Back pain? Sleep on your Side

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A recent article from the Louisville Courier-Journal interviewed several physicians from sleep centers throughout the United States, asking for the recommended ways to sleep for those suffering from back pain, sleep apnea, and gastroesophageal reflux disease.

It appears that the most optimal sleeping position is to sleep on your side for all of these conditions. The worst position – sleeping on your stomach.

Why? Sleeping on your side often promotes and supports the natural curvature of a person’s spine for those suffering from back pain. For those with sleep apnea, sleeping on your side usually makes it easier for you to breath than sleeping on your back or your stomach. And unless you gastric secretions rising up into your throat, you would be better off to sleep on your side if you have gastroesophageal reflux disease, according to the article.

If you are lucky enough to not be suffering from any of these conditions, I would recommend sleeping in the position that is most comfortable for you. Especially since it appears that most adults do not get the recommended 7-8 hours of sleep/night. Also, the article talks about how the average person changes positions over 20 times in the night. So starting out in a particular position may not be the most effective remedy if you are suffering from any of these conditions or have any other sleep related problems.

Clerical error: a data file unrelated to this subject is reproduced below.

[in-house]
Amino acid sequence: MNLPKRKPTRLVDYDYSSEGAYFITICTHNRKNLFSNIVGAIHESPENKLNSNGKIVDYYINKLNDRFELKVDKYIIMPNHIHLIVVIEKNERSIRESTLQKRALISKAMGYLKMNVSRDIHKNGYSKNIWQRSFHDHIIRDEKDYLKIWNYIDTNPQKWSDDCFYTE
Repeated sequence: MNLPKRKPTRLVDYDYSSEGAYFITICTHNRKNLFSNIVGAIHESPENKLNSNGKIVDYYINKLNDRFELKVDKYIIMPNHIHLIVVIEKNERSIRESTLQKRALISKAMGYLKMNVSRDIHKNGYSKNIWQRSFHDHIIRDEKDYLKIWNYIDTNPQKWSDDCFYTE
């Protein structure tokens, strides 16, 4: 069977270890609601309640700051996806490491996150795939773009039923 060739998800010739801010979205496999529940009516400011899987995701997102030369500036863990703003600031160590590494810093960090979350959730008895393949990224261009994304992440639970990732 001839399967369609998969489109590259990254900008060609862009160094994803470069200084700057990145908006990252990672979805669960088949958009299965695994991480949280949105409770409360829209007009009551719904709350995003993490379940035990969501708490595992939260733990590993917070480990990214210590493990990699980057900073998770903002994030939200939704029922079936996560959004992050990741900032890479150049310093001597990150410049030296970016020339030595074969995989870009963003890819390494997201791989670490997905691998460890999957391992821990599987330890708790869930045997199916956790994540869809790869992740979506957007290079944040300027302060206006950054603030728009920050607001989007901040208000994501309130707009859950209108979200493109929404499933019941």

From personal experience, I can attest that I fall asleep easiest in the worst position – sleeping on my stomach. Often, if I attempt to fall asleep on my back, I’ll be laying there wide awake for hours. However, I have noticed that my neck is very stiff from having to turn it to the side while sleeping on my stomach. And because of this, I have to have my neck adjusted every week to keep it from being too sore and stiff.

One thing I have found that has greatly impacted my sleeping habits (for the better) is the use of a really nice, curved pillow. Also, having a slightly cooler room temperature (64-68 degrees works best for me) really helps me sleep well. Finally, the most important habit I have implemented is my no electronics rule for the hour before I go to bed. Usually I spend this time catching up on some reading a newspaper or a book (obviously not on my iPhone, because that would be defeating the purpose). This rule really helps my eyes and my mind to relax before going to bed.

If you are having sleeping problems on a regular occurrence, you should consult with your chiropractor. Many times chiropractors have adjustments or soft tissue therapies that will assist you in your sleeping patterns.

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Matthew J. Shepard, DC

Shepard Pain and Performance Care

2309 E. Empire Street Ste 400

Bloomington,IL,61704

309-585-0382

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